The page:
Yang, Yueran; Guyll, Max; Madon, Stephanie
Law and Human Behavior, Oct 20 , 2016.
This article presents a new model of confessions referred to as the interrogation decision-making model. This model provides a theoretical umbrella with which to understand and analyze suspects’ decisions to deny or confess guilt in the context of a custodial interrogation. The model draws upon expected utility theory to propose a mathematical account of the psychological mechanisms that not only underlie suspects’ decisions to deny or confess guilt at any specific point during an interrogation, but also how confession decisions can change over time. Findings from the extant literature pertaining to confessions are considered to demonstrate how the model offers a comprehensive and integrative framework for organizing a range of effects within a limited set of model parameters.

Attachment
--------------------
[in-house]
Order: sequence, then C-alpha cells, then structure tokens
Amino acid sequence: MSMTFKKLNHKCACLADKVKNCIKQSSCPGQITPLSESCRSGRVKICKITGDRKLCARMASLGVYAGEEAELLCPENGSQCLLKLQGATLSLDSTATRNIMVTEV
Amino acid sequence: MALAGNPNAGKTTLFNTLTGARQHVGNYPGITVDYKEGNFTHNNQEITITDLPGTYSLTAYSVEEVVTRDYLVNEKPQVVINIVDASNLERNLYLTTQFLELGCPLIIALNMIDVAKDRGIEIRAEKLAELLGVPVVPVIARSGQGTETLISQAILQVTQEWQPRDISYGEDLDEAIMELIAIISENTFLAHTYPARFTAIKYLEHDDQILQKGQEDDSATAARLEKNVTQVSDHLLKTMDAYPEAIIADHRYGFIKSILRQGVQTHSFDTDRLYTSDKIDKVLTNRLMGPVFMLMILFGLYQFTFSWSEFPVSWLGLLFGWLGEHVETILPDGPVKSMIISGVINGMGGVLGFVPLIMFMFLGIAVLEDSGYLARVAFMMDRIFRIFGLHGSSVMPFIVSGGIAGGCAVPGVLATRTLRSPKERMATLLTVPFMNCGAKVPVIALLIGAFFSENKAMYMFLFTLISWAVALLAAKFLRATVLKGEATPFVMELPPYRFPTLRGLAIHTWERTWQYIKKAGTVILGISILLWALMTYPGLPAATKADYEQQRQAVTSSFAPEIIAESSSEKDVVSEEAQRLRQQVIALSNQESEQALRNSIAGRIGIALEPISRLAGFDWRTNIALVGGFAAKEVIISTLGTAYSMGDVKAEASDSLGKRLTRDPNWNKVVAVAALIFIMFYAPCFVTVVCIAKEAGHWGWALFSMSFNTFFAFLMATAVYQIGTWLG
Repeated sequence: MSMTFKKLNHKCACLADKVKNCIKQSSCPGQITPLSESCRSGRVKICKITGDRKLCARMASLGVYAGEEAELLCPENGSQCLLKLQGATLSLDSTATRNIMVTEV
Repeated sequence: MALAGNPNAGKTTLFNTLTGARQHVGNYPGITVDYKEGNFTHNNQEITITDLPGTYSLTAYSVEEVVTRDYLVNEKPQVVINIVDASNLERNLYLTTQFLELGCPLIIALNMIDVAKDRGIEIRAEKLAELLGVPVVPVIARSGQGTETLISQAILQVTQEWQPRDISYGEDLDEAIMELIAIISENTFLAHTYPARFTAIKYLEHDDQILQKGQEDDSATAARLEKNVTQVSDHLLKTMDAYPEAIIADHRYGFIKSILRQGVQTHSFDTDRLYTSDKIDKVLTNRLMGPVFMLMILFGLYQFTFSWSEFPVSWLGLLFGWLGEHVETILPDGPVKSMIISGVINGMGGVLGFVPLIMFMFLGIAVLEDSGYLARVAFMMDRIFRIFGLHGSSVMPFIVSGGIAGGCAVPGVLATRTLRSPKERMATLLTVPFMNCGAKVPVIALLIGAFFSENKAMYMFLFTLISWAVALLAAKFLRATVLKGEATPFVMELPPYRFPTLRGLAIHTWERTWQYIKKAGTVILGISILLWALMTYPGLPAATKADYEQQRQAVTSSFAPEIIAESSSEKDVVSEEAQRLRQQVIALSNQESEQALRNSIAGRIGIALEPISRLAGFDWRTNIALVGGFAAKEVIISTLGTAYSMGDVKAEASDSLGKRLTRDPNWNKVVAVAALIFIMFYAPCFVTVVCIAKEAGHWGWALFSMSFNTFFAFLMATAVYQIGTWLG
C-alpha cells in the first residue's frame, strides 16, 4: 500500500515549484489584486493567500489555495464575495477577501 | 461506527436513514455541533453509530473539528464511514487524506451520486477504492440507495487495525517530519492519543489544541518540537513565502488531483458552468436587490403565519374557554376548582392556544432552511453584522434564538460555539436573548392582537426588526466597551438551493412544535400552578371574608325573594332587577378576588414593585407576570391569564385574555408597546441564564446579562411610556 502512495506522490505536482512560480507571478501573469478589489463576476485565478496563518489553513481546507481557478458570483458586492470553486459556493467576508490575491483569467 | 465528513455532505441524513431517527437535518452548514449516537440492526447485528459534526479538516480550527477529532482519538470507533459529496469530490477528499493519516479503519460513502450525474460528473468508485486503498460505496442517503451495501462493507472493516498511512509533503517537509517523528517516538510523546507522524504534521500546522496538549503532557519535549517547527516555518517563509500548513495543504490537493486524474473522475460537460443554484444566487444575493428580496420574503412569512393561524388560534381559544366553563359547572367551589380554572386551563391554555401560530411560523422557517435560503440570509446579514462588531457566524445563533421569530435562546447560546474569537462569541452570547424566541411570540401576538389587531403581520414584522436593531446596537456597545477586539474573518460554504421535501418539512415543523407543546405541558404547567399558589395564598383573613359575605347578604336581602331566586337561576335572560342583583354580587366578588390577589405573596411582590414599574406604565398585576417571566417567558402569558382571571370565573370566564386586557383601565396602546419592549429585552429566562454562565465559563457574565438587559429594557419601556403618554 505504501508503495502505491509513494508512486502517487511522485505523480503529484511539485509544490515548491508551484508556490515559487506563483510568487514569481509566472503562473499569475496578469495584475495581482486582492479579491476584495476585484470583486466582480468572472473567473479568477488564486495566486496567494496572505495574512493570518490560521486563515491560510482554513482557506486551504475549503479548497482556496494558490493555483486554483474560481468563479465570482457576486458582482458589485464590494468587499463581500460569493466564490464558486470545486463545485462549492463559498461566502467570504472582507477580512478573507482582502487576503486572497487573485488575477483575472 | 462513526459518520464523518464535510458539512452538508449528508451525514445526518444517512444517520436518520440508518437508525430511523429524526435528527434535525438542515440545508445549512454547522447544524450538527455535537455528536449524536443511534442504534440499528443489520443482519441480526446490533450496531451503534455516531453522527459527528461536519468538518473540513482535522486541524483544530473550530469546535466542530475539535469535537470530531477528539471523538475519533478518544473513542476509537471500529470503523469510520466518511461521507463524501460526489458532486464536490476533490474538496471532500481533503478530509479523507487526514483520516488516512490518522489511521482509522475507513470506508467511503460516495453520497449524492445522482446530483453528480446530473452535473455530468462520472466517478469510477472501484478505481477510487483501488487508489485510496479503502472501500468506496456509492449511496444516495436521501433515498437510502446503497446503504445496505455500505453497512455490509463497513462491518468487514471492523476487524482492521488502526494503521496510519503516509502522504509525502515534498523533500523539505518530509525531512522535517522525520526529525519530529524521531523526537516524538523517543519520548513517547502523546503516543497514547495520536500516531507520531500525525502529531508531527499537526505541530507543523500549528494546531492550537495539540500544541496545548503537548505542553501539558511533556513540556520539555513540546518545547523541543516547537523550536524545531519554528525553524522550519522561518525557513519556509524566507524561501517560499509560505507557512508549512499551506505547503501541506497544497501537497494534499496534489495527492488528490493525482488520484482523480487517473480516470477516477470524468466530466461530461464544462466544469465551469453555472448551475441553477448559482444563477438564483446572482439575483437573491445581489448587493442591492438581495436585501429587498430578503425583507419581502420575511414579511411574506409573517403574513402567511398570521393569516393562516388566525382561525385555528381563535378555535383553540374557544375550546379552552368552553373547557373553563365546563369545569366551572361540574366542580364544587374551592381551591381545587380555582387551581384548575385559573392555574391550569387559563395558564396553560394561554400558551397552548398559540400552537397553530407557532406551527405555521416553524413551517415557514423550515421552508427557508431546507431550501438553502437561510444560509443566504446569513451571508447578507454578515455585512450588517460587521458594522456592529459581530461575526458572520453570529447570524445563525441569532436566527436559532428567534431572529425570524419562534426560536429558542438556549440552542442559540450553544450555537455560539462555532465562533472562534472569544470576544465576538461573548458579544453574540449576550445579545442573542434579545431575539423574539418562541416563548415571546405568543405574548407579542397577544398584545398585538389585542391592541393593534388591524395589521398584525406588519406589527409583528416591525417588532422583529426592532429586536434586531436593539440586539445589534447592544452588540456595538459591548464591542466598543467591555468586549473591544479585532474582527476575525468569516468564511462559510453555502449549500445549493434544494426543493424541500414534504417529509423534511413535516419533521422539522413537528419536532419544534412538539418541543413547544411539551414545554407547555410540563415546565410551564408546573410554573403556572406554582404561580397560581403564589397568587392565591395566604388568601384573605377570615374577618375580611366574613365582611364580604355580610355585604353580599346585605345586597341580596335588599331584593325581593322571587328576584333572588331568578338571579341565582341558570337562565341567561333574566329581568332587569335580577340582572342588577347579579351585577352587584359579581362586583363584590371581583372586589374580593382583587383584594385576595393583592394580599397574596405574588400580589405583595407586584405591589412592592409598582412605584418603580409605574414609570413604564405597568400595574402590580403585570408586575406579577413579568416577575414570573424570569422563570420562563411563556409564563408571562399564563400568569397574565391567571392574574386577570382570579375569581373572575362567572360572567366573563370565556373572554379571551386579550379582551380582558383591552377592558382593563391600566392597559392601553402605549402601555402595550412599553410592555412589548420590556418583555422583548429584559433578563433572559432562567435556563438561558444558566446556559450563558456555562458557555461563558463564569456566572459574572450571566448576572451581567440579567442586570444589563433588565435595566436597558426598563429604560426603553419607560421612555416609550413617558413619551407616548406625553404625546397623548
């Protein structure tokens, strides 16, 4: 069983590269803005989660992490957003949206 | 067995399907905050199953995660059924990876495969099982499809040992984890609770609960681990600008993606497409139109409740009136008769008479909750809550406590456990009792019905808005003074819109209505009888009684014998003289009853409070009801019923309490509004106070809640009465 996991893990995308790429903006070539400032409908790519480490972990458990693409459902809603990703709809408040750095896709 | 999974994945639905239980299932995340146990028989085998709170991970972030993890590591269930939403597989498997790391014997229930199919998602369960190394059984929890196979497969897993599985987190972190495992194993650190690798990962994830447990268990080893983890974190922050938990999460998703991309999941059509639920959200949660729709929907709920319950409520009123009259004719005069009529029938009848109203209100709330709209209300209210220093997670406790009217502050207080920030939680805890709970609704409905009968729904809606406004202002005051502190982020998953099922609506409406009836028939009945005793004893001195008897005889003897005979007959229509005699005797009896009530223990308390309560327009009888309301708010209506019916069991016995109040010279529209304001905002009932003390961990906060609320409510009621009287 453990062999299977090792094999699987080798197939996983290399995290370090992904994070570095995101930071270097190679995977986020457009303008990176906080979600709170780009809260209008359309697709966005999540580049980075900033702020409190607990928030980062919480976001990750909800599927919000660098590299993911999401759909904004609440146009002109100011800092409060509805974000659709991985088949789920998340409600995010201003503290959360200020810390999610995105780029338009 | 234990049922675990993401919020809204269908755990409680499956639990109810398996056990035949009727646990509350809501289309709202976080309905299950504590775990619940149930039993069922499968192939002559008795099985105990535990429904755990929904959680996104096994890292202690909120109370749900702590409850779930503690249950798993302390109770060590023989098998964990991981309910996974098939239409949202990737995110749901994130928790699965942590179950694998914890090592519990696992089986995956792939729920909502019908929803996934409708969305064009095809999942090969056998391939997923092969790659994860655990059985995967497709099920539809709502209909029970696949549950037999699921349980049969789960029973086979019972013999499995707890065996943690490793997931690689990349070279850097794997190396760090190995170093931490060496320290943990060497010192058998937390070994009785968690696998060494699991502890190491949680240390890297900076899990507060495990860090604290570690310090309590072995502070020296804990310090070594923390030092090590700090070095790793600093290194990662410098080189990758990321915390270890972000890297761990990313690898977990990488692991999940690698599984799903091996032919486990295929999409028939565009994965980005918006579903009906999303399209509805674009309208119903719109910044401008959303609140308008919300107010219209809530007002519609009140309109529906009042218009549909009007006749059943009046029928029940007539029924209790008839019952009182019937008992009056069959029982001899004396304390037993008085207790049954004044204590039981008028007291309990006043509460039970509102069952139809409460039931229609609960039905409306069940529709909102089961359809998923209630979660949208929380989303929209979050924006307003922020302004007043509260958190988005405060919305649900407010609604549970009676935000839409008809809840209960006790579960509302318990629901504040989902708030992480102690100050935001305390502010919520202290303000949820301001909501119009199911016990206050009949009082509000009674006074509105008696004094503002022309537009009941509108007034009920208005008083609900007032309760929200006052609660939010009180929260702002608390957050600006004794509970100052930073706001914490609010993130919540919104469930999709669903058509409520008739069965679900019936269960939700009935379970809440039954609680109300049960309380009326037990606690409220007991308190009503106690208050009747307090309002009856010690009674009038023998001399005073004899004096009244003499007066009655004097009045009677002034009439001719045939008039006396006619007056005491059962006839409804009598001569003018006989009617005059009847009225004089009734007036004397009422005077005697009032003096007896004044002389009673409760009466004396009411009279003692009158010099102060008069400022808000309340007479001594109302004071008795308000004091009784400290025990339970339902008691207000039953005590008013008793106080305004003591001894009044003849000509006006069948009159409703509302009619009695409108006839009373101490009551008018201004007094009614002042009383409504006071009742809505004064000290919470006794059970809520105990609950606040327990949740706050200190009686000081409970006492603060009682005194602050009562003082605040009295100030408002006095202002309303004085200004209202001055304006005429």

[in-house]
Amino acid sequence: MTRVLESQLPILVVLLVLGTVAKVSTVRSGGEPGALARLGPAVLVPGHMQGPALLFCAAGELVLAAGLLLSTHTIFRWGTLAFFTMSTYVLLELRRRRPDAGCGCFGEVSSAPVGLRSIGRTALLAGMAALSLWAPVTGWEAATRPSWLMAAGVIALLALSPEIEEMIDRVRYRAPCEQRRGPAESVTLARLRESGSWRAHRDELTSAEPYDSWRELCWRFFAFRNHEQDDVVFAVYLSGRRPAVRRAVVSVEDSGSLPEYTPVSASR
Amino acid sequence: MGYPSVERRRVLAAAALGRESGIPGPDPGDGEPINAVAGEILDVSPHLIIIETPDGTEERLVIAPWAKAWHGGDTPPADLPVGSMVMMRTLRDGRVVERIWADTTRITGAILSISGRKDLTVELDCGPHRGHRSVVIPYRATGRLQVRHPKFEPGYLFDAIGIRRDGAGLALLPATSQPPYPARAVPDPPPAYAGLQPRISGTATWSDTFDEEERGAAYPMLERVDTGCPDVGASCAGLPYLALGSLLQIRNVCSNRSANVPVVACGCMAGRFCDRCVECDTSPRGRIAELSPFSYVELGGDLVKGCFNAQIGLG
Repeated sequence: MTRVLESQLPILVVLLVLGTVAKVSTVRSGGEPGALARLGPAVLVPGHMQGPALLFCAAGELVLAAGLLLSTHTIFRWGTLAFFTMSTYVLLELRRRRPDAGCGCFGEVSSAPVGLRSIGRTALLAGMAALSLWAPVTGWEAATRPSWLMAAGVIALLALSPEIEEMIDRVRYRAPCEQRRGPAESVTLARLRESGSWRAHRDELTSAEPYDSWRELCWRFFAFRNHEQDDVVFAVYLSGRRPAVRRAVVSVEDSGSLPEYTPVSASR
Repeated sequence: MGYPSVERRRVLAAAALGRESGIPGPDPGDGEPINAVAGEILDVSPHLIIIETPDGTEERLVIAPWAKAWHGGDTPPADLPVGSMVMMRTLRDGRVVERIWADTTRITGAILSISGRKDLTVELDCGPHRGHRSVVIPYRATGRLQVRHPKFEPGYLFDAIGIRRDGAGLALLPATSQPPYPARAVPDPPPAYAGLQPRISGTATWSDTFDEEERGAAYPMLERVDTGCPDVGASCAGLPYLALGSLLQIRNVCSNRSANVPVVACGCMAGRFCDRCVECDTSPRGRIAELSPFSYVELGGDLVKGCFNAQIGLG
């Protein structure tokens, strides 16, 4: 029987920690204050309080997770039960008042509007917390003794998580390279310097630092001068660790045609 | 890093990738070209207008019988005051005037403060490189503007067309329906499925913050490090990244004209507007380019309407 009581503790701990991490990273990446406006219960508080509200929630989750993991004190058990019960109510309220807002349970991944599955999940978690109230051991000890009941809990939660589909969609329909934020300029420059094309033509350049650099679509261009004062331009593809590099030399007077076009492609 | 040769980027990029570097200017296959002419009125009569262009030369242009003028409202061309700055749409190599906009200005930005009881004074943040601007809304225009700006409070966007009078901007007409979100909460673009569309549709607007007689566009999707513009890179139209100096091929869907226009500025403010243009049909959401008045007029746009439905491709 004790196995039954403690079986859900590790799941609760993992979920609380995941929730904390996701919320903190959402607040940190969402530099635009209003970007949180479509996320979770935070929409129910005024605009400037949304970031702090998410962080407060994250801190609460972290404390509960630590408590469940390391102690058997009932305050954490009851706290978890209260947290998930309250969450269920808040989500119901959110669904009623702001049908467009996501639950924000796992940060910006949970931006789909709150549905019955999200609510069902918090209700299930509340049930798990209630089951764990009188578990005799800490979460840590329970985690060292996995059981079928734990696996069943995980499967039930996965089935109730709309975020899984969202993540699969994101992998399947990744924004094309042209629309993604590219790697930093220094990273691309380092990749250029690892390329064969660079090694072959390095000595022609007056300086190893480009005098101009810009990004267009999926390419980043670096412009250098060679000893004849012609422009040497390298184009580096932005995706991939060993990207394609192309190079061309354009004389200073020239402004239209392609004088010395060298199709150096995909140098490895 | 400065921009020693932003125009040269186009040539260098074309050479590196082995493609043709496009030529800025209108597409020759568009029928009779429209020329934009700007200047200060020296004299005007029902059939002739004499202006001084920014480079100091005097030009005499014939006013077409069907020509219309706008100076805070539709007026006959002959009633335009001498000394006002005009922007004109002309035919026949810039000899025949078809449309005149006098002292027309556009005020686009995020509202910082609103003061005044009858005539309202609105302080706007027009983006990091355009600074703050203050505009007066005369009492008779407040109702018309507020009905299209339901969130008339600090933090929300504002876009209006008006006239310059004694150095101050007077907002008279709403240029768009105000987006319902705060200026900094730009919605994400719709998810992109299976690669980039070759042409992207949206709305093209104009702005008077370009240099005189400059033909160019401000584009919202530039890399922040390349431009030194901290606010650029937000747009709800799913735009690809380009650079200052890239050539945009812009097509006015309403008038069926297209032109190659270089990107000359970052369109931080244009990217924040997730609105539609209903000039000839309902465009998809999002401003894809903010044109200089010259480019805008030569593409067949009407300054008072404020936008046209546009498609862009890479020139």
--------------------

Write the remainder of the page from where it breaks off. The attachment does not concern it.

The article is here.